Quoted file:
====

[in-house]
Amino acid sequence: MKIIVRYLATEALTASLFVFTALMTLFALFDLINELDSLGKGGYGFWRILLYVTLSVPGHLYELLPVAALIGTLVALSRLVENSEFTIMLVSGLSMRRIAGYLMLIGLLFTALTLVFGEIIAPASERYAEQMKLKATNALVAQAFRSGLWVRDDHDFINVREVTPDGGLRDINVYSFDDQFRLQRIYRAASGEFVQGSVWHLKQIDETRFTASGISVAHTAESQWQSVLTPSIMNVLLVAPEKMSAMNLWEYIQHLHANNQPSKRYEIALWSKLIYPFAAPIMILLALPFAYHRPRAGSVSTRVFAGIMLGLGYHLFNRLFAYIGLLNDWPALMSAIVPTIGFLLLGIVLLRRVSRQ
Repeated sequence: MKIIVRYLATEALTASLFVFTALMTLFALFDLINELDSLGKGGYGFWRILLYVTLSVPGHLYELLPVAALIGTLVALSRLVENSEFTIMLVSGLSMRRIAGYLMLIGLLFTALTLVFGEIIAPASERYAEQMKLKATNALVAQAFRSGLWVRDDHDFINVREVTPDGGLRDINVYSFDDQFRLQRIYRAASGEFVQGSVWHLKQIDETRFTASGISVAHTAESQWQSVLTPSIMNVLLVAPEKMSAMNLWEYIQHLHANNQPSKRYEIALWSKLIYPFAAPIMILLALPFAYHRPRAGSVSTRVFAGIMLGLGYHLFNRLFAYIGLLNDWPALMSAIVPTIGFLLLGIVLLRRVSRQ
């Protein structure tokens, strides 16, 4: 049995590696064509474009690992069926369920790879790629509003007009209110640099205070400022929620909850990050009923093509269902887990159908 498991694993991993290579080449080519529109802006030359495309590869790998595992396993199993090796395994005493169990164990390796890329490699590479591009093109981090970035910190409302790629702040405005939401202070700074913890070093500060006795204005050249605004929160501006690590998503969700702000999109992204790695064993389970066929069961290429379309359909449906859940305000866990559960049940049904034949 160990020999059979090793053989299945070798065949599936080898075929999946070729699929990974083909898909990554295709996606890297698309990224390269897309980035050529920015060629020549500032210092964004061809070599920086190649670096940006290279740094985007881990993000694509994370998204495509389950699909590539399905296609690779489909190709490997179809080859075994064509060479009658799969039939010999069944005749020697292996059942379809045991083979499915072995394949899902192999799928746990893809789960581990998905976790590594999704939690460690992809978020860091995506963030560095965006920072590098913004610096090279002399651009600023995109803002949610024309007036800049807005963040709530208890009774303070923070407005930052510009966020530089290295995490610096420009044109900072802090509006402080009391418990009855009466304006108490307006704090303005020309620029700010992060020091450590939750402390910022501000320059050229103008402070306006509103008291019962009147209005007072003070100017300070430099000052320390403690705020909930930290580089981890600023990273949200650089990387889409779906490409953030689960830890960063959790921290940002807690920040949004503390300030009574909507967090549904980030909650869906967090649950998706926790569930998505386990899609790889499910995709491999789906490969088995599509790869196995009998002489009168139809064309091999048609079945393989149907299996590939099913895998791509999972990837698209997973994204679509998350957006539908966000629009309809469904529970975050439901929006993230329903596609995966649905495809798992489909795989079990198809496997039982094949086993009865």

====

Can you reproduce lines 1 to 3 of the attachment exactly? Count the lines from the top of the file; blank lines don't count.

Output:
[in-house]
Amino acid sequence: MKIIVRYLATEALTASLFVFTALMTLFALFDLINELDSLGKGGYGFWRILLYVTLSVPGHLYELLPVAALIGTLVALSRLVENSEFTIMLVSGLSMRRIAGYLMLIGLLFTALTLVFGEIIAPASERYAEQMKLKATNALVAQAFRSGLWVRDDHDFINVREVTPDGGLRDINVYSFDDQFRLQRIYRAASGEFVQGSVWHLKQIDETRFTASGISVAHTAESQWQSVLTPSIMNVLLVAPEKMSAMNLWEYIQHLHANNQPSKRYEIALWSKLIYPFAAPIMILLALPFAYHRPRAGSVSTRVFAGIMLGLGYHLFNRLFAYIGLLNDWPALMSAIVPTIGFLLLGIVLLRRVSRQ
Repeated sequence: MKIIVRYLATEALTASLFVFTALMTLFALFDLINELDSLGKGGYGFWRILLYVTLSVPGHLYELLPVAALIGTLVALSRLVENSEFTIMLVSGLSMRRIAGYLMLIGLLFTALTLVFGEIIAPASERYAEQMKLKATNALVAQAFRSGLWVRDDHDFINVREVTPDGGLRDINVYSFDDQFRLQRIYRAASGEFVQGSVWHLKQIDETRFTASGISVAHTAESQWQSVLTPSIMNVLLVAPEKMSAMNLWEYIQHLHANNQPSKRYEIALWSKLIYPFAAPIMILLALPFAYHRPRAGSVSTRVFAGIMLGLGYHLFNRLFAYIGLLNDWPALMSAIVPTIGFLLLGIVLLRRVSRQ